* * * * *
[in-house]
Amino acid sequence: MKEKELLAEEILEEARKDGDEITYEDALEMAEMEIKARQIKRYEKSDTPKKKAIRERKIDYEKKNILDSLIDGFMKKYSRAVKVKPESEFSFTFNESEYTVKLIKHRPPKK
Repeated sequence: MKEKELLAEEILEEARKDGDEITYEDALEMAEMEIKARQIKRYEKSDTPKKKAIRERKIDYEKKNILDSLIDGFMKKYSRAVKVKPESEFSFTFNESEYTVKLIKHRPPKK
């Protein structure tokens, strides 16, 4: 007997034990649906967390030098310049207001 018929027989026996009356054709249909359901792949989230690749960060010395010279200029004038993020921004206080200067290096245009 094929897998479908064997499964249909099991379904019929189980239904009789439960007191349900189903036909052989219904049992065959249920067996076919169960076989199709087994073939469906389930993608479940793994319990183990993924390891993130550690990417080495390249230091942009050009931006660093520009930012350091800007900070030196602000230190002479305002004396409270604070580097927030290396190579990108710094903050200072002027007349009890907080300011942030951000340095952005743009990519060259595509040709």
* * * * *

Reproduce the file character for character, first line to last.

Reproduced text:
[in-house]
Amino acid sequence: MKEKELLAEEILEEARKDGDEITYEDALEMAEMEIKARQIKRYEKSDTPKKKAIRERKIDYEKKNILDSLIDGFMKKYSRAVKVKPESEFSFTFNESEYTVKLIKHRPPKK
Repeated sequence: MKEKELLAEEILEEARKDGDEITYEDALEMAEMEIKARQIKRYEKSDTPKKKAIRERKIDYEKKNILDSLIDGFMKKYSRAVKVKPESEFSFTFNESEYTVKLIKHRPPKK
């Protein structure tokens, strides 16, 4: 007997034990649906967390030098310049207001 018929027989026996009356054709249909359901792949989230690749960060010395010279200029004038993020921004206080200067290096245009 094929897998479908064997499964249909099991379904019929189980239904009789439960007191349900189903036909052989219904049992065959249920067996076919169960076989199709087994073939469906389930993608479940793994319990183990993924390891993130550690990417080495390249230091942009050009931006660093520009930012350091800007900070030196602000230190002479305002004396409270604070580097927030290396190579990108710094903050200072002027007349009890907080300011942030951000340095952005743009990519060259595509040709």